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NDP MP Ruth Ellen Brosseau. (Dave Chan for The Globe and Mail)
NDP MP Ruth Ellen Brosseau. (Dave Chan for The Globe and Mail)

Jane Taber

'Vegas girl' acknowledges her luck, embraces new challenges in Ottawa Add to ...

Ruth Ellen Brosseau has never considered herself a lucky person.

Pregnant at 16 and a single mother at 17, she was ostracized by some of her friends at school. She finished high school, partly through correspondence, and at times has had to work two jobs to make ends meet for herself and her son.

Ms. Brosseau hasn't had many breaks in life - at least, until May 2.

"This kind of fell in my lap," Ms. Brosseau told The Globe and Mail Friday in her first English-language interview.

By "this," the 27-year-old means sitting in the House of Commons, becoming an NDP MP and media sensation almost overnight, and going from a job as an assistant manager at a Carleton University bar, earning $29,000 a year, to representing the constituents of the Quebec riding of Berthier-Maskinonge, making $157,000 a year. "I think now I am really blessed," she says.

Famously known as the NDP "Vegas girl," Ms. Brosseau attracted national headlines as the NDP candidate - a so-called placeholder - who went to Las Vegas on a holiday to celebrate her birthday during the federal election campaign.

She had never set foot in the riding and her French was not great, but she allowed her name to stand as the candidate after a friend - a member of the NDP's organization team - approached her.

"And I agreed," she says. "I have always supported the NDP. We share a lot of values." Indeed, she votes and says she was a member of the party even before she was asked to run, but she didn't have an abiding passion for politics.

She can't really remember the last time she was in the Parliament Buildings - she thinks it was on a school trip.

Caught up in the "orange wave" that surged through Quebec and elected 59 NDP MPs, Ms. Brosseau, whose win was one of the biggest upsets, is now spending most of her time in Parliament, getting to know its corridors and corners and exactly how it all works.

She figures her background in bartending and waitressing will serve her well in the Commons - she has learned how to get along with people and be strong when dealing with the town drunks.

She allows, however, that her heart will likely be racing when she stands up in the Commons to make her first speech or pose her first question. But she's determined to make it work.

"I am going to work really hard and I'm going to give it my all, like I have my entire life…," she says.

Born in Ottawa, Ms. Brosseau lived for a short time in Hudson, Que., before her parents moved her and her sister to Kingston, where she lived until about six years ago.

She describes herself as stubborn and says she has a thick skin - made even thicker by the stigma she experienced as a pregnant teenager. "I had it from the moment I found out," she says. "I made that decision I was going to keep him - and the father didn't agree with me and we split ways." Her parents have always been extremely supportive, she says.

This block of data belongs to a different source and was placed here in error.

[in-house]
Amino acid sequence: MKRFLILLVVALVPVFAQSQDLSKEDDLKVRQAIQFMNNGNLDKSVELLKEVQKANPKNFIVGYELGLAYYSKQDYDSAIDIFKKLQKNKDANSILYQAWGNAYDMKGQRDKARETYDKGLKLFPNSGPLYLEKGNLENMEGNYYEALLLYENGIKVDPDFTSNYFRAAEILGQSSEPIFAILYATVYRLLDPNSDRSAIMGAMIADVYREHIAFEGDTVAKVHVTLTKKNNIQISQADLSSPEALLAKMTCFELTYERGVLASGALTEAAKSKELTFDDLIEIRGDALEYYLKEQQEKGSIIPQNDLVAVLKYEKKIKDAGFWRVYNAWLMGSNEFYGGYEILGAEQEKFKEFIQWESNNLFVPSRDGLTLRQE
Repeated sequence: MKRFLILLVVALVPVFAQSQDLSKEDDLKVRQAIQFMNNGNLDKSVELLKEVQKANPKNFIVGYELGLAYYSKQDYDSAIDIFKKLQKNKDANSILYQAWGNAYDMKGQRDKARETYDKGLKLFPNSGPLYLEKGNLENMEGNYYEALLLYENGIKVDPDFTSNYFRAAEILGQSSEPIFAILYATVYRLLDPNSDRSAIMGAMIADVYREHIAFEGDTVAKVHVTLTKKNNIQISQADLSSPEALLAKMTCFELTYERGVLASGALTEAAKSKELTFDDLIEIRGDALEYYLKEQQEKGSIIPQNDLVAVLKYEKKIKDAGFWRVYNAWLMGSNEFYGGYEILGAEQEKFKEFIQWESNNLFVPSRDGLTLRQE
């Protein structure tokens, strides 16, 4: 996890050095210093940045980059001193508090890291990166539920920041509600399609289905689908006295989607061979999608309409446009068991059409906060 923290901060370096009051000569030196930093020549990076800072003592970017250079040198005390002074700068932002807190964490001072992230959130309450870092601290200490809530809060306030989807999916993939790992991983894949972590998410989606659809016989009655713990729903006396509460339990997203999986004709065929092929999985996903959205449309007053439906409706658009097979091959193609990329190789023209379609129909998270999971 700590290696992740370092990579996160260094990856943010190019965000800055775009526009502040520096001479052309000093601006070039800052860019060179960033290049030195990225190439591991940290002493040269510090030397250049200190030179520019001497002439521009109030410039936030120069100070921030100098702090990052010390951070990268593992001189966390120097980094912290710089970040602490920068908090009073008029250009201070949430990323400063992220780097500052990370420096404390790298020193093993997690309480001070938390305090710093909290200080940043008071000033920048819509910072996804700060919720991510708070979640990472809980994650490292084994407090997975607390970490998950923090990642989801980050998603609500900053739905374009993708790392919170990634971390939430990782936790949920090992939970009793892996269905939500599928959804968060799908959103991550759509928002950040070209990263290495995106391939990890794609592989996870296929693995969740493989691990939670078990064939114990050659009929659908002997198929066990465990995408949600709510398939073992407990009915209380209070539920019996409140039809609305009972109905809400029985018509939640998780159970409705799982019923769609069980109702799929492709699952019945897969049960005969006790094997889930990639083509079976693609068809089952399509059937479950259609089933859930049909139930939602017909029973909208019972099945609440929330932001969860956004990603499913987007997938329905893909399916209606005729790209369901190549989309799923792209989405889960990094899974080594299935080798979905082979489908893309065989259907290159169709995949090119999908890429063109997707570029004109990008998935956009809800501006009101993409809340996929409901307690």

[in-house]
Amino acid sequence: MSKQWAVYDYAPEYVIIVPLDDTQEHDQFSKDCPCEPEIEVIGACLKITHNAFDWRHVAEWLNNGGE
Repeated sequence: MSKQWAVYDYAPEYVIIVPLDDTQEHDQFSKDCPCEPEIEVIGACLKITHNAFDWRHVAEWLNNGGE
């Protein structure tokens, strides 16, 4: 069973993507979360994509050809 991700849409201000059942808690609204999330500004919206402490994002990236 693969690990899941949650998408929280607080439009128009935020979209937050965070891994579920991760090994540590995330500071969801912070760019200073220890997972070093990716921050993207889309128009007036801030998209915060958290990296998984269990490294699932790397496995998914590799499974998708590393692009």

In addition, Ms. Brosseau says she made a decision then that she was no longer "number one" - that distinction went to her son, Logan, now 10. "He's my man," she says.

At first, Logan was nervous about her new role as MP, as he's quite protective of her. But they plan to get an apartment in the riding and will spend the summer there; she'll also be taking intensive French courses over the break.

Against this background, Ms. Brosseau has had to grow up quickly, and that maturity shows in the poise she displays in the interview.

Of course, she has been prepped by her handlers and is at times too much on message track, talking a lot about wanting to make "positive change" as an MP. But there is an authenticity to her. She recognizes her story is unique and why she is a target for the media. She does not condemn the coverage, which at times has been sexist.

"It's interesting, right?" she says. "This doesn't happen very often. I am a single mom. I won the election despite going on a trip to Las Vegas." But she adds that "Quebec wanted change" and elected her because they supported Jack Layton and the NDP.

There is a recognition, too, that she is a role model for young women. And she's excited about that.

In the last Parliament, of the 308 MPs there were only five women under the age of 40. That number has tripled since May 2, according to Equal Voice's executive director Nancy Peckford. Her organization is committed to electing more women to office.

Ms. Peckford is rooting for Ms. Brosseau.

"We need those young women there," says Ms. Peckford, referring to the Commons. "It is absolutely vital.…. If we can't have the emerging generations of women in their 20s and 30s say, 'I want to be there, I want to be one. I see the Ruth Ellen Brosseaus … and I think I can do that, too', then, really, the struggle will go on."

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